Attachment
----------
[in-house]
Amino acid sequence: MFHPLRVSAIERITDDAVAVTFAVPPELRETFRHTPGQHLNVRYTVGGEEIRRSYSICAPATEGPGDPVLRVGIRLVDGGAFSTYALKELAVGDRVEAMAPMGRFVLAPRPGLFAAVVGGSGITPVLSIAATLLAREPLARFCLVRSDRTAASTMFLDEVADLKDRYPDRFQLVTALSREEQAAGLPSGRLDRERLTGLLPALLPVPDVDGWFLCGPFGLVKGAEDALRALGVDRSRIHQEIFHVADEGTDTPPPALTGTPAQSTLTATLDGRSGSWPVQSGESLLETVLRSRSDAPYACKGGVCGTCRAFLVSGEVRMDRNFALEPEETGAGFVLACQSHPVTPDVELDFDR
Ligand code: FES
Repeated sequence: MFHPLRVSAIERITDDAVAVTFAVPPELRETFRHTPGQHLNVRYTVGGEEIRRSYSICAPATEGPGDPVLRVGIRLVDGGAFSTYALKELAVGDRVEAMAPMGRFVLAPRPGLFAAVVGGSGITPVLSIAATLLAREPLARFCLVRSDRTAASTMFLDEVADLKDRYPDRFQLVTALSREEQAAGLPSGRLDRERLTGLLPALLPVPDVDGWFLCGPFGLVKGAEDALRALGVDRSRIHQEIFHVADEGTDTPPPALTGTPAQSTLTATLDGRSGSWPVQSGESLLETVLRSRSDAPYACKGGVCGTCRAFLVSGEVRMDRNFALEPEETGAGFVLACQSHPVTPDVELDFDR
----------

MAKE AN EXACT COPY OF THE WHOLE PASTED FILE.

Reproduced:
[in-house]
Amino acid sequence: MFHPLRVSAIERITDDAVAVTFAVPPELRETFRHTPGQHLNVRYTVGGEEIRRSYSICAPATEGPGDPVLRVGIRLVDGGAFSTYALKELAVGDRVEAMAPMGRFVLAPRPGLFAAVVGGSGITPVLSIAATLLAREPLARFCLVRSDRTAASTMFLDEVADLKDRYPDRFQLVTALSREEQAAGLPSGRLDRERLTGLLPALLPVPDVDGWFLCGPFGLVKGAEDALRALGVDRSRIHQEIFHVADEGTDTPPPALTGTPAQSTLTATLDGRSGSWPVQSGESLLETVLRSRSDAPYACKGGVCGTCRAFLVSGEVRMDRNFALEPEETGAGFVLACQSHPVTPDVELDFDR
Ligand code: FES
Repeated sequence: MFHPLRVSAIERITDDAVAVTFAVPPELRETFRHTPGQHLNVRYTVGGEEIRRSYSICAPATEGPGDPVLRVGIRLVDGGAFSTYALKELAVGDRVEAMAPMGRFVLAPRPGLFAAVVGGSGITPVLSIAATLLAREPLARFCLVRSDRTAASTMFLDEVADLKDRYPDRFQLVTALSREEQAAGLPSGRLDRERLTGLLPALLPVPDVDGWFLCGPFGLVKGAEDALRALGVDRSRIHQEIFHVADEGTDTPPPALTGTPAQSTLTATLDGRSGSWPVQSGESLLETVLRSRSDAPYACKGGVCGTCRAFLVSGEVRMDRNFALEPEETGAGFVLACQSHPVTPDVELDFDR